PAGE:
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Adventures in Sleep

Problems with the Push Toward HST

Published December 29, 2011 10:03 AM by Penny Mehaffey

I've been mulling over the articles I've been reading about the coming changes in reimbursements for sleep testing. I feel like just throwing my hands up and running in circles, screaming, "The sky is falling! The sky is falling!"

If I understand correctly all diagnostic sleep testing must be considered as home testing unless the patient meets a specific criteria and then autopap is the alternative to in-lab titrations.

First of all, let's not even discuss the impact this is going to have on the thousands of techs currently gainfully employed who may not be next year at this time. I know there have been some studies that suggest there is no
significant therapeutic difference in the studies done at home and with autopap versus traditional in lab testing. But I have to disagree with that data simply because that has not been true in my experience. I know the universe is a lot bigger than my little corner of the world, but I have to go with what I know.

Maybe other labs have a significantly different patient population than mine has. Maybe other labs are able to get at least one working phone number from a patient. And maybe after a quick instructional video other labs are able to get their patients' to return demonstrations and put their CPAP mask on with no problem the first time every time. And in that case I am sure standby phone support will work out just fine. (United Health Care has contracted with a company nationally to deliver HST to the patient and have standby phone support available.)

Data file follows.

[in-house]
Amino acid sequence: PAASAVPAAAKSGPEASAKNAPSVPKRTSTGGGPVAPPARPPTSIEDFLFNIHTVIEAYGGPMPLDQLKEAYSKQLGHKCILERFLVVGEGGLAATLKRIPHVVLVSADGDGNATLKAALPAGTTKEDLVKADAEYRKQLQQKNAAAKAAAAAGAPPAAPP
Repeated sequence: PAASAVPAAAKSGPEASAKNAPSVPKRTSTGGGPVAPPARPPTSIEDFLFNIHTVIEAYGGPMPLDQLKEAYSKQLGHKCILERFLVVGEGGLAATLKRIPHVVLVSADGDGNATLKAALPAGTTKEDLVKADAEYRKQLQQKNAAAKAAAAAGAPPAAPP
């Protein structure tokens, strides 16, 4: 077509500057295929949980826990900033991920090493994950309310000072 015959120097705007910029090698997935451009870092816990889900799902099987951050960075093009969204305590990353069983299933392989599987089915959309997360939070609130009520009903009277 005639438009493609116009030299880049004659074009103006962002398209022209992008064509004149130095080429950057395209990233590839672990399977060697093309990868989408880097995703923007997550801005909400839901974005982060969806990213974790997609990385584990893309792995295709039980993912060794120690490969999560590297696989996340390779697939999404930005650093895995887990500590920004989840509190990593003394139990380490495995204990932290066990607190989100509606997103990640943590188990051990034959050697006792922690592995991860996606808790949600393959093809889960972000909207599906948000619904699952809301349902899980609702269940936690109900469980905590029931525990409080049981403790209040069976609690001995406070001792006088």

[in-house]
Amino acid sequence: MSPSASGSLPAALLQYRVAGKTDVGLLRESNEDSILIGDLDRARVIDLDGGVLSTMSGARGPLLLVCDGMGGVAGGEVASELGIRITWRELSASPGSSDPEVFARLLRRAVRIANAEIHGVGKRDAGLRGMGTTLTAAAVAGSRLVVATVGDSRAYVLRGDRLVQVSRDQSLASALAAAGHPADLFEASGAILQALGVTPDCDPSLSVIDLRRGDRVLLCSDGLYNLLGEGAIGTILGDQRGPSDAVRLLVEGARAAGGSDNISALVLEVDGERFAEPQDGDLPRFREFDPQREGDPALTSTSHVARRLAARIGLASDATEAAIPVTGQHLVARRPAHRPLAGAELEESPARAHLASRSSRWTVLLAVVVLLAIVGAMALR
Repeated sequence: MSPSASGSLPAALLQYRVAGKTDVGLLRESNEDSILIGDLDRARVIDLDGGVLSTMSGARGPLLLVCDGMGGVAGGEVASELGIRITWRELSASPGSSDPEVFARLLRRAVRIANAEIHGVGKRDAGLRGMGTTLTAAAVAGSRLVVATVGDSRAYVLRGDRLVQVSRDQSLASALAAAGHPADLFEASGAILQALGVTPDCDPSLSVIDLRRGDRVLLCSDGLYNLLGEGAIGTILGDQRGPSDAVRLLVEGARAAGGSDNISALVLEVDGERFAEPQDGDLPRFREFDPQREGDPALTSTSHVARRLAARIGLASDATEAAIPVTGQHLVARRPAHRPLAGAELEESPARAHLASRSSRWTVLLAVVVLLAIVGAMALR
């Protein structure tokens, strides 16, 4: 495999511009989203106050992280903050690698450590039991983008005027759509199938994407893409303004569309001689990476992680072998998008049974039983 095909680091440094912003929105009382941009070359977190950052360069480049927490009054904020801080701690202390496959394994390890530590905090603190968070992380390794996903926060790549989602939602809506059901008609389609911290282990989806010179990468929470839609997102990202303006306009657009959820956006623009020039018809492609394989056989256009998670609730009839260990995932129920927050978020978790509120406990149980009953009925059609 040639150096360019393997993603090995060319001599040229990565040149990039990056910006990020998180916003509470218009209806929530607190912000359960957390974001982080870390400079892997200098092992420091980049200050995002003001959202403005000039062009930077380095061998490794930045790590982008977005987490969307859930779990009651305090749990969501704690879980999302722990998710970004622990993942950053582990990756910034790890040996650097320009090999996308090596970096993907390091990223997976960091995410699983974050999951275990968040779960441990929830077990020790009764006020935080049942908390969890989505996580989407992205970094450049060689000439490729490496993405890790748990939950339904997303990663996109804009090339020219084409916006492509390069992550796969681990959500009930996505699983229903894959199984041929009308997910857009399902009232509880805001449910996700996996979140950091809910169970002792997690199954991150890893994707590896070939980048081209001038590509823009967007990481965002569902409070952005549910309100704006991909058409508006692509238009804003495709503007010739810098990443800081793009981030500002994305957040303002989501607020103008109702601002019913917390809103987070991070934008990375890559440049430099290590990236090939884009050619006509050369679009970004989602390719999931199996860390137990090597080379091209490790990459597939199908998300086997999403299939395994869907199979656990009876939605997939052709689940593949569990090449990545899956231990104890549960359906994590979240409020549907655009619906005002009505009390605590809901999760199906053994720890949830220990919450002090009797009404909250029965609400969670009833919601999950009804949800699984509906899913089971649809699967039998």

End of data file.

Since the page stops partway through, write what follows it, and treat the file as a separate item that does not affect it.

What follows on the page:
I've heard stories from DMEs who have given equipment out only to never see it again or who have to pay fines in order to reclaim equipment that has been confiscated when a user moves and leaves it behind. I have doubts that the HST will actually make it back to the supplier.

I don't anticipate a lot of success with this program based on my experience. What about people who are sleep deprived and oxygen starved with memory problems? And what about the CPAP titration? For years all we've heard is how important the technologist's role is in a successful titration, getting the patient comfortable with the equipment and having them on board with the process, acclimated and able to sleep. This is not achieved in 15 minutes over the phone! And I don't know of any DMEs that will have be able to have staff stay for extended time to get the patient through even the first hour of CPAP.

I know on the face of it, sleep testing and CPAP titration may sound simple, so some are thinking, "Why not self-service it?" But truly, that is just not the reality. I've even had doctors who have problems acclimating
and managing the equipment, and they are professionals.

I think it is unwise and unfair to impose this policy on people who need and deserve a quality sleep test and results and CPAP therapy to minimize ill effects of sleep apnea, diabetes, heart disease, stroke, hypertension, atrial fibrillation, migraines, depression, fibromyalgia, asthma, neuromuscular diseases. Need I go on?


Well, for someone contemplating the idea of going back to school to earn my certificate in Polysomnography, this blog certainly makes want to reconsider the whole idea. I can only hope your reaction to the changes in the profession are exagerated. Actually I hope you have a pattern of overreacting.

Ken December 30, 2011 2:15 PM
Knoxville TN

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About this Blog

    Adventures in Sleep
    Occupation: Sleep technicians
    Setting: Various sleep facilities
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